This is an opportunity for a really sarcastic article about how the supposed war crime of liberating Iraq somehow led to Iraqis voting for the very people who not only supported the invasion but even those who made the invasion happen. But instead of writing such an article, I thought I will rather celebrate this great democratic success and give liberals who opposed the invasion a chance to celebrate this too.
For the third time Iraqis have had the chance to vote.
Omar of Iraq the Model wrote on March 5th:
In December 2005 we walked from home to the voting center (which also used to be where I went to school as a kid) to a soundtrack of mortars and gunfire. Indeed, that ten minute walk was wrapped in so much fear and worry, but also in so much hope and pride.
My trip to the voting center will be less interesting this time because I'll be taking the orange line to Arlington where the place is, which happens to be some hotel whose owner will eventually be Paris Hilton.
And now the elections have gone and we have preliminary results. From Wikipedia:
|State of Law Coalition
|Iraqi National Movement (al-Iraqiya)
|National Iraqi Alliance
|Movement for Change (Gorran)
|Unity Alliance of Iraq
|Iraqi Accord Front (al-Tawafuq)
|Etihad Islamic Union
|Islamic Movement of Kurdistan
Let's take a look at who these lists are. You can follow the Wikipedia links if you like, but I have some things to add to some of these entries.
The Iraqi National Movement, the winner of this election, is a secular movement of both Sunnis and Shiites led by Eyad Allawi. Allawi was the appointed prime minister of Iraq during the US occupation and an enemy of Saddam Hussein for 30 years. He is a former Baathist (member of Saddam's party) who publicly disagreed with Saddam's views and fled Iraq to live in Britain for decades. In the 1990s he was involved in a US-supported coup that unfortunately failed to topple Saddam's government.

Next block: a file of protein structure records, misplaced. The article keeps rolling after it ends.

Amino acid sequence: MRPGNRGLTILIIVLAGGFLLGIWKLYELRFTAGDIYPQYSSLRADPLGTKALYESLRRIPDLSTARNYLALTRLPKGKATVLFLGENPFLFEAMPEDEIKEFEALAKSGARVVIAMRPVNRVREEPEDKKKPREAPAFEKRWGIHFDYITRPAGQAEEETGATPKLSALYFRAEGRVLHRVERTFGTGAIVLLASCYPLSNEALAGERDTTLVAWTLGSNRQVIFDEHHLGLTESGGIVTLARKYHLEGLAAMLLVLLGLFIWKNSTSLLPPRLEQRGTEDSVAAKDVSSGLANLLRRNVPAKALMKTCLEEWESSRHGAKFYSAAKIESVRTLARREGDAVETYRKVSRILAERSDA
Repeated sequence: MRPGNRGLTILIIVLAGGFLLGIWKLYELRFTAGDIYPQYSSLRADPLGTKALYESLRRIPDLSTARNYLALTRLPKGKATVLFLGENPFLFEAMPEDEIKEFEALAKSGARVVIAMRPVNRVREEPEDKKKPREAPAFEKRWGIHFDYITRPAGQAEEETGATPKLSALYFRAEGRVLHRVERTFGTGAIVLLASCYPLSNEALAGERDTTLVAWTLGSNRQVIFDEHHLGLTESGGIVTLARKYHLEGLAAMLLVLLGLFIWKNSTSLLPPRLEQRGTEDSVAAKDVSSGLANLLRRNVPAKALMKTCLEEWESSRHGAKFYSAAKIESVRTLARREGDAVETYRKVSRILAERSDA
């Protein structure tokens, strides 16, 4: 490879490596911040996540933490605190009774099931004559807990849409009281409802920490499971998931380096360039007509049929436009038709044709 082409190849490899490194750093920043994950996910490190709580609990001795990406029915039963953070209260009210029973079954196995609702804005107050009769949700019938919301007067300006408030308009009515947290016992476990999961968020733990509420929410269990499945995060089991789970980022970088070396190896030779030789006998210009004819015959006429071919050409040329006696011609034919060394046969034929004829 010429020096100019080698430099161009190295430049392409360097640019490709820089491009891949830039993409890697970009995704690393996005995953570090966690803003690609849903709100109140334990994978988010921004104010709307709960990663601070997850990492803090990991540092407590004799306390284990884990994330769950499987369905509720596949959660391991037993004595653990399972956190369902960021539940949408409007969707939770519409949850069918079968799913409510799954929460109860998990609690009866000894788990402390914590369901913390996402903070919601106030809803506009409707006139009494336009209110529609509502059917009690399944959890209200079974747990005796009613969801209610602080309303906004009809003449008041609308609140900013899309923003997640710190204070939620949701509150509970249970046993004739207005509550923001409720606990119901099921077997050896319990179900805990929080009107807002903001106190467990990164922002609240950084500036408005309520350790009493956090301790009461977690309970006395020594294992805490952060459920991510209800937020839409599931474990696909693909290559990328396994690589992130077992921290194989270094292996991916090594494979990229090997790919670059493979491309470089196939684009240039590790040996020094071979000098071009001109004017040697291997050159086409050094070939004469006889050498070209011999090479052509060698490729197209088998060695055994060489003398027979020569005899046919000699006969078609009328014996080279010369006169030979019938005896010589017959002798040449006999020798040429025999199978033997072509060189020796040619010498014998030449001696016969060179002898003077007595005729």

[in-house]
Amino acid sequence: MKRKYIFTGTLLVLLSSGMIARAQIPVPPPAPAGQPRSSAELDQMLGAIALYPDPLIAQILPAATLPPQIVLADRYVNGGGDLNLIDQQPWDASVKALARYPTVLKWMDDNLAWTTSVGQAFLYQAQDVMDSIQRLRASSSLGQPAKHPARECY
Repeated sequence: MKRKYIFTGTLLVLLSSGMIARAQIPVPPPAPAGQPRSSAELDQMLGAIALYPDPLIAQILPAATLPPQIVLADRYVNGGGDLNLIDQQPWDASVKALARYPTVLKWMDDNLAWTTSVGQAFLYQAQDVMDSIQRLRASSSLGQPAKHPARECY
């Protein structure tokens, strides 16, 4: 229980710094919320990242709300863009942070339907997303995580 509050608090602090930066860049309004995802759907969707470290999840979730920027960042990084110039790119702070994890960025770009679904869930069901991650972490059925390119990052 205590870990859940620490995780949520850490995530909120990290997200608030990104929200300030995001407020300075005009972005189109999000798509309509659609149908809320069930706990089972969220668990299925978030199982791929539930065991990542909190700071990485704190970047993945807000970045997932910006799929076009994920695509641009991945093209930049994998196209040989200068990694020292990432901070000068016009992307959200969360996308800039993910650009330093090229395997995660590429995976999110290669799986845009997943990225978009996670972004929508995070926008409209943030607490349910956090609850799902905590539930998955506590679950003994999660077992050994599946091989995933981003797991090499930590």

It was he who gave western agencies the reports about Saddam's weapons of mass destruction.
It was Allawi who convinced most western governments that Saddam had a WMD program and was ready to strike British troops within 45 minutes.
Nick Theros, the Washington representative of Iyad Allawi, who headed the Iraqi National Accord in exile, said it was raw intelligence from a single source, part of a large amount of information passed on by the INA to MI6.
He told the Guardian: "We were passing it on in good faith. It was for the intelligence services to verify it."
Bush's "lie" if you will was really Allawi's error, the same Allawi whom a majority of Iraqis apparently want to be the new prime minister of Iraq. This is all well-known in Iraq.
The INM is a very pro-western and pro-American list and has been chosen by 25.77% of Iraqis.
The State of Law Coalition is a list formed around current prime minister al-Maliki's Islamic Dawa Party. The Islamic Dawa Party opposed Saddam's rule in the 1980s and like Kurdish groups sided with Iran during the first Gulf War (the one between Iraq and Iran). Originally supported by Iran the party has since distanced itself from the Iranian regime.